Currently my web app stores user-uploaded ID scans in S3. I am concerned about an eventual data leak.

The S3 bucket is encrypted with server-side encryption (AES-256) but I figure the next obvious risk is an attacker gaining access to the AWS account itself. I have secured the root account with 2FA but there are several user accounts which have full access to S3 still (such as a Travis CI account).

The solution I am thinking of is periodically moving the ID scans to a different source with client-side encryption (where only I know the private key). That way if a leak happens, there will be only a small amount of data leaked.

Is this a common practice or are there better solutions in this situation?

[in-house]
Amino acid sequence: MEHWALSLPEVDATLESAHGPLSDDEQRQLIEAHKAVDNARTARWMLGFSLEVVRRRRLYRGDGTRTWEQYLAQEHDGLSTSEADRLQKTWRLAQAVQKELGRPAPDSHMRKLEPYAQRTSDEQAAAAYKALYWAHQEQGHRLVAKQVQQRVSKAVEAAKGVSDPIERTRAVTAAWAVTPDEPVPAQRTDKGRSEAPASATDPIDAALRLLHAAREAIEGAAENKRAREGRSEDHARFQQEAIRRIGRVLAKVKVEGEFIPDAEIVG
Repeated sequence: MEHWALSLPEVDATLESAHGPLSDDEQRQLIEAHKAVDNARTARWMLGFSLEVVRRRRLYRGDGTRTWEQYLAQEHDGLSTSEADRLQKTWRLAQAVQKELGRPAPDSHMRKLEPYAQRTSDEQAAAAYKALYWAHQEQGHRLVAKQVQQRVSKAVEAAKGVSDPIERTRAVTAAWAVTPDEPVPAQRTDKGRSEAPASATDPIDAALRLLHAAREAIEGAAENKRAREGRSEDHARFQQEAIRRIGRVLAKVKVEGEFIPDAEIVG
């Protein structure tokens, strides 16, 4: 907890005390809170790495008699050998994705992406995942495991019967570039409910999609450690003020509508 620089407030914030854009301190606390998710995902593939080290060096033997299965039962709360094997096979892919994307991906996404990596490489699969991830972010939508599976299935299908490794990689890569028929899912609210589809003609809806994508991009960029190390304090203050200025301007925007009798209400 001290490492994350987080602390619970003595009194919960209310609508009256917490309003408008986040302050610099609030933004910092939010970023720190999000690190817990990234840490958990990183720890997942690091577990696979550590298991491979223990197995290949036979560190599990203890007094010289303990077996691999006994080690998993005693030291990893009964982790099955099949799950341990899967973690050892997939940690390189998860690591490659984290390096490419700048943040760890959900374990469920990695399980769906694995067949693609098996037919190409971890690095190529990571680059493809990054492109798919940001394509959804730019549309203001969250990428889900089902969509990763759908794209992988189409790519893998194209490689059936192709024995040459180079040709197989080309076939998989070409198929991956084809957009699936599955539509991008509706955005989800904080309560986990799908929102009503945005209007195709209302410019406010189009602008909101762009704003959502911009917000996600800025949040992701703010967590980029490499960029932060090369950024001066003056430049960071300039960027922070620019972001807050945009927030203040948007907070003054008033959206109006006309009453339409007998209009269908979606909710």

1 Answer 1


The common way to store these more sensitive documents is to encrypt them with KMS.

Unlike the AES-256 encryption (which AWS themselves claim to be slightly legacy), KMS encryption requires a separate permission to decrypt and encrypt the files.

Create a Customer Managed Customer-Master-Key(CMK) in KMS, and upload the files encrypting them with CMK in question (using the kms:Encrypt permission).

Then whatever needs to decrypt the files (e.g. a Lambda function etc), needs to have the kms:Decrypt permission on the CMK in question.

Travis can have access to the bucket, but can never access the content of the files, as it should never be granted the kms:Decrypt on the key.

CMKs cost a tiny amount of money, but generally worth-it if you're getting folks to upload IDs into your app.

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